In order to make this practical in a capitalist society, it may be necessary to pass laws which force government and corporations to accept employees WHO HAVE NOT UNDERGONE BRAINWASHING or INDOCTRINATION OF ANY KIND! It is these organizations that impose the necessity of taking certain courses and achieving certain diplomas or degrees. Let these organizations rely solely on testing the abilities of applicants for a specific job, rather than forcing educational institutions to do their training and indoctrination for them.





[1] The Origin of the Family, Private Property and the State, Frederick Engels, International Publishers (; makes the argument that a ruling class developed when some people became wealthy enough to join together and hire a permanent army with which to impose their rule on the other classes and exploit them.

[2] Foundations of Christianity, Karl Kautsky, Monthly Review Press, theorizes that the ruling class assumed the highest positions in the Christian Church hierarchy because of their large financial contributions, and because they were the only ones educated enough to be able to handle the more complex financial matters of the Church.

[3] “The basis of religious criticism is: Man makes religion, religion does not make man. Religion is the self-consciousness and self-esteem of man who has either not yet found himself or has already lost himself again. But man is no abstract being encamped outside the world. Man is the world of man, the state, society. This state, this society, produce religion, an inverted world-consciousness, because they are an inverted world. Religion is the general theory of that world, its encyclopaedic compendium, its logic in a popular form, its spiritualistic point d’honneur, its enthusiasm, its moral sanction, its solemn complement, its universal source of consolation and justification. It is the fantastic realisation of the human essence because the human essence has no true reality. The struggle against religion is therefore indirectly a fight against the world of which religion is the spiritual aroma.” Karl Marx, Contribution to the Critique of Hegel’s Philosophy of Right.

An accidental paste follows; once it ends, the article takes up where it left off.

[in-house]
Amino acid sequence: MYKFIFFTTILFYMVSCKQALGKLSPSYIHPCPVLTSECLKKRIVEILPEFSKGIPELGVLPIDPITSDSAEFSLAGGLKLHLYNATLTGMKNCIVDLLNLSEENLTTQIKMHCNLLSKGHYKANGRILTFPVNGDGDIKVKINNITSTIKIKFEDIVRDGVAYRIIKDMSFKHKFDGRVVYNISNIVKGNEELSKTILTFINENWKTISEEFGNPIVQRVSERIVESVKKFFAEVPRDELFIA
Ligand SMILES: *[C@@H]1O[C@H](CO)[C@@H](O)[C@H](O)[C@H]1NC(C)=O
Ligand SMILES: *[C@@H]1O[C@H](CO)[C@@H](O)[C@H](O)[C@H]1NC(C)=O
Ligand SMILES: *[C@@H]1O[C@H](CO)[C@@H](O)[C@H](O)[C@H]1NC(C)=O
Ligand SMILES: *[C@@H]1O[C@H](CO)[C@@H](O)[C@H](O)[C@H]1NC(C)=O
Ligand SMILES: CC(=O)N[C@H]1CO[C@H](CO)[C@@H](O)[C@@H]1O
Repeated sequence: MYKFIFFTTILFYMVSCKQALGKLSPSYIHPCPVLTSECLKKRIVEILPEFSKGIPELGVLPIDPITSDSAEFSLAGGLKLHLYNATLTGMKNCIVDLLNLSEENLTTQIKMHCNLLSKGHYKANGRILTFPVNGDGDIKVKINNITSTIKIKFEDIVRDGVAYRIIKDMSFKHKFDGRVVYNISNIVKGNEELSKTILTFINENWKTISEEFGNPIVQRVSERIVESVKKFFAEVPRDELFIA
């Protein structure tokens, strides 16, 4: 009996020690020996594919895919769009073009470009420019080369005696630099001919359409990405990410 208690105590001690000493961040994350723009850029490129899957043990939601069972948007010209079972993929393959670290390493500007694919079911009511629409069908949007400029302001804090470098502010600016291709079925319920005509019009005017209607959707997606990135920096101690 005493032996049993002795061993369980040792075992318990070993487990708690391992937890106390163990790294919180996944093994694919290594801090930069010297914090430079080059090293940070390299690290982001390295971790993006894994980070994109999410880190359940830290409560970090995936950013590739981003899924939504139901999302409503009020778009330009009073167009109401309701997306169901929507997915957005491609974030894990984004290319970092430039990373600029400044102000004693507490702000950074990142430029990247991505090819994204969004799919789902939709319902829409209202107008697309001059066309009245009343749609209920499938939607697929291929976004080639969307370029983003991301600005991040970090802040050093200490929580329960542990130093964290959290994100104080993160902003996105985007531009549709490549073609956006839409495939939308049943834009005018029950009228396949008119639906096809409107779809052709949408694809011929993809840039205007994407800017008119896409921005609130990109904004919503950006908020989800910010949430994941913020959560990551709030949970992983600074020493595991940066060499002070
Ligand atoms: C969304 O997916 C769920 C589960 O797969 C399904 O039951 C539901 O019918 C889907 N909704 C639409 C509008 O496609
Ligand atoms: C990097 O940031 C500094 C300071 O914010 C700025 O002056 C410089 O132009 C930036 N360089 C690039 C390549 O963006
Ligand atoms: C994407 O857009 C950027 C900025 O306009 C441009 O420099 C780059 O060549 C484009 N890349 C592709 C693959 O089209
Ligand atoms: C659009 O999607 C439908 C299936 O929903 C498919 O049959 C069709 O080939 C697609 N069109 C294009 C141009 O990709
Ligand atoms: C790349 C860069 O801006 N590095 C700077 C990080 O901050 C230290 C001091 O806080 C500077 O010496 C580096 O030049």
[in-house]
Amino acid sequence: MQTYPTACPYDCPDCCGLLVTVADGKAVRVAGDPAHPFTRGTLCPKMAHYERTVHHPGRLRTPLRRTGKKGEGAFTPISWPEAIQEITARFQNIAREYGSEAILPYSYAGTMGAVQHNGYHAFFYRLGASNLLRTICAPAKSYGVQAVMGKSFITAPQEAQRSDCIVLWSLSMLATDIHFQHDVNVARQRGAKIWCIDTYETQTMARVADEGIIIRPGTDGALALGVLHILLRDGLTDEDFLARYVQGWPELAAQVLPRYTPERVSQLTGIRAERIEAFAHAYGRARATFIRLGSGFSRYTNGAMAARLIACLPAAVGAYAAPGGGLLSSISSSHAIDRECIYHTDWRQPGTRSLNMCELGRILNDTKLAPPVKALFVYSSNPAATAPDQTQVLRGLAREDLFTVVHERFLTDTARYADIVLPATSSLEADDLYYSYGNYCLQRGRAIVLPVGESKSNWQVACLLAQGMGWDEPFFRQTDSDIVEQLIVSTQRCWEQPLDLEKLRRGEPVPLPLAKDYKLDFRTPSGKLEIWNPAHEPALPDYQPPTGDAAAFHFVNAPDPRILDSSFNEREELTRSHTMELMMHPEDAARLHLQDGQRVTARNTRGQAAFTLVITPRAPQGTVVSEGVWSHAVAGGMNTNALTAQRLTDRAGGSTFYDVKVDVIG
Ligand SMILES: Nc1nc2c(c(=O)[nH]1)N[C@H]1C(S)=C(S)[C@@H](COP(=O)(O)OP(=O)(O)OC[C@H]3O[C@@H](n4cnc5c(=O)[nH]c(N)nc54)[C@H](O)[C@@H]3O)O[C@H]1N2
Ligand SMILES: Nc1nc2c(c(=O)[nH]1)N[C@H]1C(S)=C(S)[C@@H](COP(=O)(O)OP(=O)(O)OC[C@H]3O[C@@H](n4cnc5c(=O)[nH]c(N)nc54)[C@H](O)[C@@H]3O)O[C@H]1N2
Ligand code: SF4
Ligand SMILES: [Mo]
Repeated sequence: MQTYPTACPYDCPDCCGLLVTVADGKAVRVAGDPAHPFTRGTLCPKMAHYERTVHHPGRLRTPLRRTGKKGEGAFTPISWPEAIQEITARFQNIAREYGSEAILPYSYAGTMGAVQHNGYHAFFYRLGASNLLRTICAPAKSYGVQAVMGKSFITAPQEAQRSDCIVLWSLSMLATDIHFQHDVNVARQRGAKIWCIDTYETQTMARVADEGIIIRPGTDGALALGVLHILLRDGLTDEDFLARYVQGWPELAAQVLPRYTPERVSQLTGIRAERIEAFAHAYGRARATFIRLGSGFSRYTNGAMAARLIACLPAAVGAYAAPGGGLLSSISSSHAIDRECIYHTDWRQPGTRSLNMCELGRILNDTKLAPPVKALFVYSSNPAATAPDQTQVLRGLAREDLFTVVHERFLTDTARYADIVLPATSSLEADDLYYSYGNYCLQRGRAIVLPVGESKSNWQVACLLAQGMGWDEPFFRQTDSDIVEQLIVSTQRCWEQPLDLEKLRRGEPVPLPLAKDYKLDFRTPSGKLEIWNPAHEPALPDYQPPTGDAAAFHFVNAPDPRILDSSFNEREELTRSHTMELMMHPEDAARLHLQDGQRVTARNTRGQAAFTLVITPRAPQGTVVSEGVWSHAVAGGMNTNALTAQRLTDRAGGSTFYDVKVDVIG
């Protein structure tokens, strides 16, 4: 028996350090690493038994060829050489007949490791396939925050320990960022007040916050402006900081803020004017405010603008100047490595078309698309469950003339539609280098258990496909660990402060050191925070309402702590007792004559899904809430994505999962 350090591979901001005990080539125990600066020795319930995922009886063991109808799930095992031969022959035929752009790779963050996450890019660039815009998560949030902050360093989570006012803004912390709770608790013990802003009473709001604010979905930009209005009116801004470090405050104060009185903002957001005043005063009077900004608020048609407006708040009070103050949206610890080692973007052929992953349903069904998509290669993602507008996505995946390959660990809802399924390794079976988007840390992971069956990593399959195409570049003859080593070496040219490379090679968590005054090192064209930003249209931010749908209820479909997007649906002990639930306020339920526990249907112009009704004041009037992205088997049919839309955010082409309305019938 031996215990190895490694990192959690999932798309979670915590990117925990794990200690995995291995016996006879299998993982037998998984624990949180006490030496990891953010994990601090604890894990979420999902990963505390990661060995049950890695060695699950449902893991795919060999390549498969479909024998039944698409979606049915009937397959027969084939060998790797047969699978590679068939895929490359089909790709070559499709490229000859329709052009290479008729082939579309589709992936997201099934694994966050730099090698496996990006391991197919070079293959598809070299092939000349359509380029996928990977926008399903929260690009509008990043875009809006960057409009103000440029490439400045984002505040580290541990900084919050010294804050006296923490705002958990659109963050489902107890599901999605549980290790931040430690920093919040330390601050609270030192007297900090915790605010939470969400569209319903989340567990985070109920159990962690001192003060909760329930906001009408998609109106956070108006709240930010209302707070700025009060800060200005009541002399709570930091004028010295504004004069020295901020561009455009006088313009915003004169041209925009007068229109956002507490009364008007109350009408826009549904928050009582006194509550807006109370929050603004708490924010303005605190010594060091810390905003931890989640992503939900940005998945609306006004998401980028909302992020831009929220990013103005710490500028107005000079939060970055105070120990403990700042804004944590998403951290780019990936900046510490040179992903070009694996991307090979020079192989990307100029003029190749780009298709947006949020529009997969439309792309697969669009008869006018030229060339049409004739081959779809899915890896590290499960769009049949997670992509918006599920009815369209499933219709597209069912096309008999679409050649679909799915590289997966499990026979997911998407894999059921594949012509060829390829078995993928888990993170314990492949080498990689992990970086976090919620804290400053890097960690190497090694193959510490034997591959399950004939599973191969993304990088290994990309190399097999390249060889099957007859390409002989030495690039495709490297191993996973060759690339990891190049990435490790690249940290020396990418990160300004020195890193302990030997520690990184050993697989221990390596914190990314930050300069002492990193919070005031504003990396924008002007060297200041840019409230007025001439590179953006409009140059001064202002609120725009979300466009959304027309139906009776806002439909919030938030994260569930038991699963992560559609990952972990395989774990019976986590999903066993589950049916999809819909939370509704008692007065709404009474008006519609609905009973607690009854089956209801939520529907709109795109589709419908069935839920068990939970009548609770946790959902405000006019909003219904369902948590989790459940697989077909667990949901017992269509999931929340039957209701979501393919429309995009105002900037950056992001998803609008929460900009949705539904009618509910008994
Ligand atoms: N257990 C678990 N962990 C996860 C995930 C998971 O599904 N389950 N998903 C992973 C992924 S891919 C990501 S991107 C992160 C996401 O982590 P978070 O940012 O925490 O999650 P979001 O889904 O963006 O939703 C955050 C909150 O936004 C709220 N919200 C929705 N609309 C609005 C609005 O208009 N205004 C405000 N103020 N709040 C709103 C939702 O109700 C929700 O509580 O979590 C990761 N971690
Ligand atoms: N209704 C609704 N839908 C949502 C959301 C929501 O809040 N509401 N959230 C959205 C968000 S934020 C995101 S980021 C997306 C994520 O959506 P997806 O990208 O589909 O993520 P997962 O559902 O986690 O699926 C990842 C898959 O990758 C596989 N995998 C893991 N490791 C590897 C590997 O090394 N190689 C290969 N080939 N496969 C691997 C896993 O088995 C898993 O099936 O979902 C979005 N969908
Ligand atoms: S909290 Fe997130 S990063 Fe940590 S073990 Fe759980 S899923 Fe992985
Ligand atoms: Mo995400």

[4] “Let every soul be subject unto the higher powers. For there is no power but of God: the powers that be are ordained of God.  2 Whosoever therefore resisteth the power, resisteth the ordinance of God:….3 For rulers are not a terror to good works, but to the evil….6 For this cause, pay tribute also: for they are God’s ministers,….” 1 Peter 2:13 says, “Submit yourself to every ordinance for the Lord’s sake: whether it be to the king, as supreme; 14 Or unto Governors, as unto them that are sent by him for the punishment of evildoers,….” [All quotes from the King James Bible.]